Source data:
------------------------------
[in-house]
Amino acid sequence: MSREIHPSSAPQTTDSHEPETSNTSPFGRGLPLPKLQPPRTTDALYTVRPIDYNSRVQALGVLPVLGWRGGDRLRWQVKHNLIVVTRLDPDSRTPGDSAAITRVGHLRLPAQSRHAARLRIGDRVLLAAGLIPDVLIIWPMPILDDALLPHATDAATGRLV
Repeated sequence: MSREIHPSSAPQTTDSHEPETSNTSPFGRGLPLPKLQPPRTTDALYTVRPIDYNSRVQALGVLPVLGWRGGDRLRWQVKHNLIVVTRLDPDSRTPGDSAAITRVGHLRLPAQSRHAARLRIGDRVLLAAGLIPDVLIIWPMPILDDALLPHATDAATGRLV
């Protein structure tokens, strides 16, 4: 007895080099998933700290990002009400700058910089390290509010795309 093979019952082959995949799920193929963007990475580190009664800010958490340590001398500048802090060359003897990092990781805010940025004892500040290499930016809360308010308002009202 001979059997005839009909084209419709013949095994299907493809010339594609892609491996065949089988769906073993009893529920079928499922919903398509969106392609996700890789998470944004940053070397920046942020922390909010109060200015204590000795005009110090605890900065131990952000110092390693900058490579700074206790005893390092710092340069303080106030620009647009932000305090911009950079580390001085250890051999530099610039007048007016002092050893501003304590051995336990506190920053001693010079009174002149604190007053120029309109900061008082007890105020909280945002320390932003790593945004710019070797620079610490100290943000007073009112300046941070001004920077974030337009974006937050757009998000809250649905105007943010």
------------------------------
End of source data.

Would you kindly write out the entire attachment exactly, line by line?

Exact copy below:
[in-house]
Amino acid sequence: MSREIHPSSAPQTTDSHEPETSNTSPFGRGLPLPKLQPPRTTDALYTVRPIDYNSRVQALGVLPVLGWRGGDRLRWQVKHNLIVVTRLDPDSRTPGDSAAITRVGHLRLPAQSRHAARLRIGDRVLLAAGLIPDVLIIWPMPILDDALLPHATDAATGRLV
Repeated sequence: MSREIHPSSAPQTTDSHEPETSNTSPFGRGLPLPKLQPPRTTDALYTVRPIDYNSRVQALGVLPVLGWRGGDRLRWQVKHNLIVVTRLDPDSRTPGDSAAITRVGHLRLPAQSRHAARLRIGDRVLLAAGLIPDVLIIWPMPILDDALLPHATDAATGRLV
């Protein structure tokens, strides 16, 4: 007895080099998933700290990002009400700058910089390290509010795309 093979019952082959995949799920193929963007990475580190009664800010958490340590001398500048802090060359003897990092990781805010940025004892500040290499930016809360308010308002009202 001979059997005839009909084209419709013949095994299907493809010339594609892609491996065949089988769906073993009893529920079928499922919903398509969106392609996700890789998470944004940053070397920046942020922390909010109060200015204590000795005009110090605890900065131990952000110092390693900058490579700074206790005893390092710092340069303080106030620009647009932000305090911009950079580390001085250890051999530099610039007048007016002092050893501003304590051995336990506190920053001693010079009174002149604190007053120029309109900061008082007890105020909280945002320390932003790593945004710019070797620079610490100290943000007073009112300046941070001004920077974030337009974006937050757009998000809250649905105007943010």